NEWARK, NJ — No prom. No class trips. No graduation ceremonies and now, most likely no first freshman semester of college, at least not like old times. To say that graduating high school seniors have been robbed by the coronavirus would hardly do them justice. 

Recognizing that hard reality, the Rev. Dr. Ronald Slaughter knew that this year, he and Saint James AME church on Martin Luther King Boulevard needed to do something special to lift up the spirits of the seniors in his congregation who weathered their final year of schooling during a global pandemic. 

“Unprecedented times call for unprecedented generosity, and so is the case here. No other high school student in our lifetime has ever had to deal with losing the entire second half of their senior year,” Slaughter said. “We wanted to do something different to congratulate them.”

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It’s tradition for Saint James AME to hold its annual graduate Sunday, when they ask graduating congregants from Pre-K to graduate school to fill out paperwork, so they can then be honored by their church. This year, there were 33 graduates, nine of which were college-bound high school seniors who each received a $1,000 scholarship last Thursday.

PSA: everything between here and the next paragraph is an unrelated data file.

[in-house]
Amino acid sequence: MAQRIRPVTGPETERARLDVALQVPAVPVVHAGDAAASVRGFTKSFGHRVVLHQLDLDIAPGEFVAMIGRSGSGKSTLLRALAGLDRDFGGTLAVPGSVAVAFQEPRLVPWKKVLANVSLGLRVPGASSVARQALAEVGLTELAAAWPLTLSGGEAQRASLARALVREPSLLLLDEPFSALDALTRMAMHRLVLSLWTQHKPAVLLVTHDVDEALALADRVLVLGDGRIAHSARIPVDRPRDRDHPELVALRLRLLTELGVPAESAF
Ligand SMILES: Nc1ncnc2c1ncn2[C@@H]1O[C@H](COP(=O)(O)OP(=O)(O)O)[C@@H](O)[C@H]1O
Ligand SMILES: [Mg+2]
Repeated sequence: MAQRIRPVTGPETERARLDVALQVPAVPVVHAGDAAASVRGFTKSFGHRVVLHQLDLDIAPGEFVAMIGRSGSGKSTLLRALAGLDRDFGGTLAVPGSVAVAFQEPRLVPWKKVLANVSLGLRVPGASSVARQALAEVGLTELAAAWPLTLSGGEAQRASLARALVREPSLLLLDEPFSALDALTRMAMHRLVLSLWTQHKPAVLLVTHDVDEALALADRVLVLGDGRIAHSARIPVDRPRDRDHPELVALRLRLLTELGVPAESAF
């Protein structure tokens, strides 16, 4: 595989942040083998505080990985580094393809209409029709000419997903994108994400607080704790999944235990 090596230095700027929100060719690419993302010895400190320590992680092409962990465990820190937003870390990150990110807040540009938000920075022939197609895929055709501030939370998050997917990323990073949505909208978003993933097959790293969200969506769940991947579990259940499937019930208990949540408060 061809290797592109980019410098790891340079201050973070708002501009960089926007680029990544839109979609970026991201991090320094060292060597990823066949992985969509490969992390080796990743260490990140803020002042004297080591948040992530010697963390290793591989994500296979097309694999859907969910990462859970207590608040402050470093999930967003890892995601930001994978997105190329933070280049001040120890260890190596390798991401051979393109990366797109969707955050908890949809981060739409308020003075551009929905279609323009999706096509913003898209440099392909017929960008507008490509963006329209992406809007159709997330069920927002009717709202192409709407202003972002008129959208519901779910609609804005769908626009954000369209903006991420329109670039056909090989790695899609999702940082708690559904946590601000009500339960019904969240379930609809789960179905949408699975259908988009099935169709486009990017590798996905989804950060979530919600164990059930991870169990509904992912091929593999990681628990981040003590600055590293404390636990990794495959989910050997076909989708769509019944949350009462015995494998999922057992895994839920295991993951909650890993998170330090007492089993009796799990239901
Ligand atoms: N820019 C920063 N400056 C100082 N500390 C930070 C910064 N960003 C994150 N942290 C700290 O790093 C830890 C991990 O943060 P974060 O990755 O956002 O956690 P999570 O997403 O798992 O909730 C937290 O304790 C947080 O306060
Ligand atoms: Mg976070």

“We want them to know that in this culture and climate, we love them, we appreciate them and we believe in them,” Slaughter said. 

During COVID-10, Slaughter led Saint James AME on a “Sharing the Love” tour, which began with feeding the entire staff at Saint Michael’s Medical Center. From there, they fed the city’s entire sanitation department, the New Jersey Food Bank, and their own social services staff, who have delivered more than 20,000 meals. 

The awarding of scholarships is just the latest stop on “Sharing the Love,” according to Slaughter. 

Scholarship recipient Jordan White of Piscataway said e-learning presented new challenges, like not being able to ask her teachers questions or receive hands-on instruction. But it forced her to be more independent and helped prepare her for college. 

“It was just harder to learn at home and not be in the classroom. I missed the social aspect,” she said.

She plans to use the scholarship money to purchase a laptop for her next adventure at Middlesex Community College, where she plans to study forensic science. 

Jahi Nixon, who will attend Howard University in the fall, is looking forward to fusing his passion for fashion design with business management. His scholarship dollars will go toward creating inventory, designs and templates, he said. 

“(Virtual learning) has actually been easier for me because I have more time to get my work done, and I can focus without being distracted by my peers,” he added. “I got higher grades and finished with almost all As.”